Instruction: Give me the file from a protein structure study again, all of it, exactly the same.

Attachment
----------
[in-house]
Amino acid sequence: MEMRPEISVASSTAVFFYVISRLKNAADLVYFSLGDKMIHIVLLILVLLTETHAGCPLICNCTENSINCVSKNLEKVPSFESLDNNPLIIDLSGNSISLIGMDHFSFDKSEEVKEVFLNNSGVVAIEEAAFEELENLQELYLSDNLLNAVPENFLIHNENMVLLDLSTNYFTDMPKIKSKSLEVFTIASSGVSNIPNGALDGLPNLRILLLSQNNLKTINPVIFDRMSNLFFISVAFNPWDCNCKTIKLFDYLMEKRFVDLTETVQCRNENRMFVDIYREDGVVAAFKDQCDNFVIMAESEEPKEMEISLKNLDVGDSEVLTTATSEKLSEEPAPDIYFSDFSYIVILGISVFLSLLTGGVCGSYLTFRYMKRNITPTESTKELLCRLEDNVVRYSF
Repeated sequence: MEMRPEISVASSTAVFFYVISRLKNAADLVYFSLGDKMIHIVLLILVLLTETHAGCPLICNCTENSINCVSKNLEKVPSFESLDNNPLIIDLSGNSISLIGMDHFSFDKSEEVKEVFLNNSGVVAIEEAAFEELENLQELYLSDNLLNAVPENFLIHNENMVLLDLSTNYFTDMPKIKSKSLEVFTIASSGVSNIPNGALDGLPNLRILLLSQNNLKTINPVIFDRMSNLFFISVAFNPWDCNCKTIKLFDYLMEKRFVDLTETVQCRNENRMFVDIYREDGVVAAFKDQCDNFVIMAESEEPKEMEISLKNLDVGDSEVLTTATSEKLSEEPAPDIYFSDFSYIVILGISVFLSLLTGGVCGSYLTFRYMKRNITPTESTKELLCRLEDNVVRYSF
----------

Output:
[in-house]
Amino acid sequence: MEMRPEISVASSTAVFFYVISRLKNAADLVYFSLGDKMIHIVLLILVLLTETHAGCPLICNCTENSINCVSKNLEKVPSFESLDNNPLIIDLSGNSISLIGMDHFSFDKSEEVKEVFLNNSGVVAIEEAAFEELENLQELYLSDNLLNAVPENFLIHNENMVLLDLSTNYFTDMPKIKSKSLEVFTIASSGVSNIPNGALDGLPNLRILLLSQNNLKTINPVIFDRMSNLFFISVAFNPWDCNCKTIKLFDYLMEKRFVDLTETVQCRNENRMFVDIYREDGVVAAFKDQCDNFVIMAESEEPKEMEISLKNLDVGDSEVLTTATSEKLSEEPAPDIYFSDFSYIVILGISVFLSLLTGGVCGSYLTFRYMKRNITPTESTKELLCRLEDNVVRYSF
Repeated sequence: MEMRPEISVASSTAVFFYVISRLKNAADLVYFSLGDKMIHIVLLILVLLTETHAGCPLICNCTENSINCVSKNLEKVPSFESLDNNPLIIDLSGNSISLIGMDHFSFDKSEEVKEVFLNNSGVVAIEEAAFEELENLQELYLSDNLLNAVPENFLIHNENMVLLDLSTNYFTDMPKIKSKSLEVFTIASSGVSNIPNGALDGLPNLRILLLSQNNLKTINPVIFDRMSNLFFISVAFNPWDCNCKTIKLFDYLMEKRFVDLTETVQCRNENRMFVDIYREDGVVAAFKDQCDNFVIMAESEEPKEMEISLKNLDVGDSEVLTTATSEKLSEEPAPDIYFSDFSYIVILGISVFLSLLTGGVCGSYLTFRYMKRNITPTESTKELLCRLEDNVVRYSF